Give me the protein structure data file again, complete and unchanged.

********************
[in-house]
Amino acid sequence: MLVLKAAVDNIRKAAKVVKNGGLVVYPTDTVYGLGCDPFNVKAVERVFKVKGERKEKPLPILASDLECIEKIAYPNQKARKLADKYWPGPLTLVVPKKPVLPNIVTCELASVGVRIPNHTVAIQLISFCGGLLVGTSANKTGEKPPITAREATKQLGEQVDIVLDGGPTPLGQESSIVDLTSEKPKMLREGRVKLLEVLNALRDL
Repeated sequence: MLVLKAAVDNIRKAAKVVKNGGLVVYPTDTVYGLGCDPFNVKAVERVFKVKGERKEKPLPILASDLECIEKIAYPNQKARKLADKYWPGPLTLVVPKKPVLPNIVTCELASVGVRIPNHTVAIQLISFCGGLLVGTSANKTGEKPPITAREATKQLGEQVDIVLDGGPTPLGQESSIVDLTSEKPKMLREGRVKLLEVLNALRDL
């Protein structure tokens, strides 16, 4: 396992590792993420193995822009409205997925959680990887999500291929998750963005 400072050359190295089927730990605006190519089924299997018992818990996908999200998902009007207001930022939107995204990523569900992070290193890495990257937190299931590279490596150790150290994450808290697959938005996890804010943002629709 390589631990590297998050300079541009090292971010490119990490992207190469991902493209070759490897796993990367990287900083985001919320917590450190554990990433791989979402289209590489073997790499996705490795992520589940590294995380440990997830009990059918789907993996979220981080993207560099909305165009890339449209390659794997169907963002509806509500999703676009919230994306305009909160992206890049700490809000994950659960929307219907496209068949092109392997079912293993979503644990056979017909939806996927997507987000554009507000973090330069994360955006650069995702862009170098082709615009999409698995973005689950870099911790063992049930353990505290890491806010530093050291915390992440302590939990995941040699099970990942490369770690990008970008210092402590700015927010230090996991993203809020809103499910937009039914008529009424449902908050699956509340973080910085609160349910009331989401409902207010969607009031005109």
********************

[in-house]
Amino acid sequence: MLVLKAAVDNIRKAAKVVKNGGLVVYPTDTVYGLGCDPFNVKAVERVFKVKGERKEKPLPILASDLECIEKIAYPNQKARKLADKYWPGPLTLVVPKKPVLPNIVTCELASVGVRIPNHTVAIQLISFCGGLLVGTSANKTGEKPPITAREATKQLGEQVDIVLDGGPTPLGQESSIVDLTSEKPKMLREGRVKLLEVLNALRDL
Repeated sequence: MLVLKAAVDNIRKAAKVVKNGGLVVYPTDTVYGLGCDPFNVKAVERVFKVKGERKEKPLPILASDLECIEKIAYPNQKARKLADKYWPGPLTLVVPKKPVLPNIVTCELASVGVRIPNHTVAIQLISFCGGLLVGTSANKTGEKPPITAREATKQLGEQVDIVLDGGPTPLGQESSIVDLTSEKPKMLREGRVKLLEVLNALRDL
């Protein structure tokens, strides 16, 4: 396992590792993420193995822009409205997925959680990887999500291929998750963005 400072050359190295089927730990605006190519089924299997018992818990996908999200998902009007207001930022939107995204990523569900992070290193890495990257937190299931590279490596150790150290994450808290697959938005996890804010943002629709 390589631990590297998050300079541009090292971010490119990490992207190469991902493209070759490897796993990367990287900083985001919320917590450190554990990433791989979402289209590489073997790499996705490795992520589940590294995380440990997830009990059918789907993996979220981080993207560099909305165009890339449209390659794997169907963002509806509500999703676009919230994306305009909160992206890049700490809000994950659960929307219907496209068949092109392997079912293993979503644990056979017909939806996927997507987000554009507000973090330069994360955006650069995702862009170098082709615009999409698995973005689950870099911790063992049930353990505290890491806010530093050291915390992440302590939990995941040699099970990942490369770690990008970008210092402590700015927010230090996991993203809020809103499910937009039914008529009424449902908050699956509340973080910085609160349910009331989401409902207010969607009031005109």